Zimbabwe, once the breadbasket of southern Africa, has seen such a collapse in its agricultural base that over 5 million people will need charity to prevent starvation by the end of the year, according to the UN's World Food Programme. President Robert Mugabe's land reforms have seen a dramatic drop in commercial maize production, leaving 38% of the population undernourished.

    Poor harvests in 2002 and 2003 left millions of people needing food assistance. Last year Zimbabwe's farmers planted only about a third of their usual fields and the World Food Programme has designated Zimbabwe as a "hunger emergency zone". Food will be a major issue during the presidential elections scheduled for next month.

    Yet small-scale farmers are not without hope. They are benefiting from "born again" sweet potato plants, developed by a team of Zimbabwean scientists. The eight agricultural graduates are employed by Agri-Biotech, founded by Edinburgh-born scientist Dr Ian Robertson, the company's chief executive, who teaches agriculture at the University of Zimbabwe. The plants make it possible for a 30-metre square plot to feed a family of seven all year. Over 30,000 people have benefited in the past two years. And that's just the beginning: so far the company has covered eight of Zimbabwe's 56 districts, chosen by the Zimbabwe Farmers Union.

    The Agri-Biotech team call the plants "born again" because they have found a way of removing the virus that plagues sweet potato crops. In a GM-free tissue culture process, they employ cutting edge science literally. They dissect out the 0.25mm tip of the bud, which is free from viruses and other micro-organisms, and throw the rest away. The lab team then grows the bud tip in a test tube for nine months into a virus-free plant, and keeps on sub-culturing it to increase numbers.

    From there they transplant the plants into plastic greenhouse tunnels and take cuttings from them. These are bought by donors, such as the Swedish Cooperative Centre (SCC). The Stockholm-based NGO is funding Agri-Biotech to supply 3,000 starter plants to 160 nursery farmers. "We need good lab work plus good greenhouse work to deliver to good farmers," says Robertson, a specialist in plant tissue culture.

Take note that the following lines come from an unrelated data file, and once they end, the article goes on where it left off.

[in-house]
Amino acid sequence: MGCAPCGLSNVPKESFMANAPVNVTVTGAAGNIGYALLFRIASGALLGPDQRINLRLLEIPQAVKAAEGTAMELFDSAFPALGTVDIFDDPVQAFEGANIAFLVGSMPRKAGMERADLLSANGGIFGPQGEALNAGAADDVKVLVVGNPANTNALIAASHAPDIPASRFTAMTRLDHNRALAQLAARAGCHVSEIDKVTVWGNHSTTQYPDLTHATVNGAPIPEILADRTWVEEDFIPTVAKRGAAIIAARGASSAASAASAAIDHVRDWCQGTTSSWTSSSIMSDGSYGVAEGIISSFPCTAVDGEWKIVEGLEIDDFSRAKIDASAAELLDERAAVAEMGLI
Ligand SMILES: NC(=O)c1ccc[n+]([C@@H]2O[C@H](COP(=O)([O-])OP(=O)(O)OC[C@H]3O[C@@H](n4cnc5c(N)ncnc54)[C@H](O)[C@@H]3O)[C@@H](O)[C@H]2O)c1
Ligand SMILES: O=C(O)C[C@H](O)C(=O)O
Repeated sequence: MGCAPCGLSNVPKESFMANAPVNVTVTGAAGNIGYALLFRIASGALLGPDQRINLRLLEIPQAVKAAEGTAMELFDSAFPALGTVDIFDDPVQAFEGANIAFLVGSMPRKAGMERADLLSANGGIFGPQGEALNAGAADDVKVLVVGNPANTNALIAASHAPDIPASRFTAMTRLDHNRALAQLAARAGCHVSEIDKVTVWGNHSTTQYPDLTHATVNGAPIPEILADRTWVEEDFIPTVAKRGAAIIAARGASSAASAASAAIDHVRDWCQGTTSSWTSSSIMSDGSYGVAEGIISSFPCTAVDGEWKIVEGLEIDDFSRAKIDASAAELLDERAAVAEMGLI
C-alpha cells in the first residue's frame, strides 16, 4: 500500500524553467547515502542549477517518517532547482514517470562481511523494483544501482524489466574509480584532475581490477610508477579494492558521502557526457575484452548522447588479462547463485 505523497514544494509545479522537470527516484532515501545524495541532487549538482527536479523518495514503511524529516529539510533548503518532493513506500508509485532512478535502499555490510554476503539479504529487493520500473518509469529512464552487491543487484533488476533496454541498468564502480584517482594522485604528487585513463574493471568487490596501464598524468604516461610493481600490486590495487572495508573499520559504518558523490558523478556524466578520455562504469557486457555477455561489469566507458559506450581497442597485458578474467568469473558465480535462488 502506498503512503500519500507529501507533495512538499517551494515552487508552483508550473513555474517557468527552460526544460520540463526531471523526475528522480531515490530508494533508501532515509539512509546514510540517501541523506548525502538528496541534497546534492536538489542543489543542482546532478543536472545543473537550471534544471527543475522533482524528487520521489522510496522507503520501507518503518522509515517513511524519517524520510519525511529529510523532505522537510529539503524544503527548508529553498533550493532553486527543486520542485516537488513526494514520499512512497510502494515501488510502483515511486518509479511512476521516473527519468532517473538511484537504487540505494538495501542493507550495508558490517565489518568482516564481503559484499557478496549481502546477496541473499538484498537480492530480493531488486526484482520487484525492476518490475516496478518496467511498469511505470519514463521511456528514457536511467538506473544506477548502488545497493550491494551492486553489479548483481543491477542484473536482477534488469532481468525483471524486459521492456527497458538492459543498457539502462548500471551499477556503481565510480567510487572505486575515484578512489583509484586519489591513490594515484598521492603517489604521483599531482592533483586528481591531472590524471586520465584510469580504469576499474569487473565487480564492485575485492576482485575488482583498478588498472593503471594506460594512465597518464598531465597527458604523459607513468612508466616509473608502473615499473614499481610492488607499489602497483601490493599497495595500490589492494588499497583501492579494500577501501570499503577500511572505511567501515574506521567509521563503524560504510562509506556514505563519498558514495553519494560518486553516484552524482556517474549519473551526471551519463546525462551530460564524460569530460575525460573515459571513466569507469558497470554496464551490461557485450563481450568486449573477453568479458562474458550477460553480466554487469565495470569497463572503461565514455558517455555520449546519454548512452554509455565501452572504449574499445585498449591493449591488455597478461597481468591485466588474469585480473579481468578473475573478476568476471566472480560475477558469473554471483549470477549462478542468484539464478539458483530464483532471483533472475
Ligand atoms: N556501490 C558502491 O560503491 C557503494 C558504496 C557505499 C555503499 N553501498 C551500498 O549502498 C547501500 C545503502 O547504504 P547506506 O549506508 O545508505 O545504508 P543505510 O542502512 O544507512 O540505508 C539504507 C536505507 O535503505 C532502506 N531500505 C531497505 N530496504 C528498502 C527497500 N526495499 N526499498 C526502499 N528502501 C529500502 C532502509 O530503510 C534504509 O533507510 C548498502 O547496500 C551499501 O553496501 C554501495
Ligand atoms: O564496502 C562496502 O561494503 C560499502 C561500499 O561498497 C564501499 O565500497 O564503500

Unfortunately the virus cleansing is not permanent. "The clean plants will inevitably pick up new viruses and degenerate," says Robertson. "Farmers come back to us for new clean material every few years."The starter plants grow in August, and are irrigated during the following months of sunshine. Many resettlement farmers have access to a well, stream or irrigation system. Each of the 160 farmers can then sell the runners to over 100 neighbours in time to plant for full growth during the rainy season, which starts in December. Meanwhile the nurserymen lift the virus-free sweet potato tubers and sell them early when prices are good, at a time when neighbours are growing for "stomach-fill" for their families. Nothing is wasted. Tubers that are too small or too big to sell at the market, or are damaged by insect pests, are fed to cattle.

    Boy Ncube was one of 20 nurserymen who were trained, over three days, in nursery management and field production by Agri-Biotech's liaison officer Reuben Tayengwa. Agri-Biotech then supplied Ncube with 3,000 cuttings of Brondal sweet potato as well as 200 stakes of Zambezi cassava. With the help of organic fertiliser, Ncube grew vines to sell. Over two years his 30-metre square plot expanded to three hectares. He has turned his initial delivery of $150 into sales of $16,000. This has allowed him to buy a cow and he is building a house, and will buy a "bakkie" (truck) to carry his tubers to market. His best field has yielded 50 tonnes per hectare, compared with the national average of six tonnes.

    Nicholas Chimbwedza started farming 2.5 hectares of Brondal two years ago. Selling vines, fertilised with cattle manure, earned him $150. He has started harvesting tubers from just 0.16 hectare and has earned $1,000. This has enabled him to buy a new pump for his field. He expects to earn over $15,000. Dickson Gumede has 0.32 hectare and expects a harvest of eight tonnes on a yield per hectare of 25 tonnes. In the current emergency SCC has contracted Agri-Biotech to deliver 1,000 plants each to another 1,000 "beneficiaries": disadvantaged orphans, old people who have lost their "middle generation" to HIV/Aids and single parents. In two years, thanks to Agri-Biotech's research and donor funding of some $300,000, the farmers have cashed in $1.2m. The company itself has made only $50,000 but it has employed eight graduates. The UK's Department for International Development is "very impressed with the excellent work and dedication of Ian Robertson and his team", says Tom Barrett in DFID's Zimbabwe office. DFID has developed a programme in collaboration with several NGOs and Agri-Biotech that will distribute the improved sweet potato planting material to as many as 2,000 of the poorest households in Harare. Care, with DFID funds, also has a programme that should reach 2,000 rural farmers in Masvingo province.

    For further information: email agbio@mweb.co.zw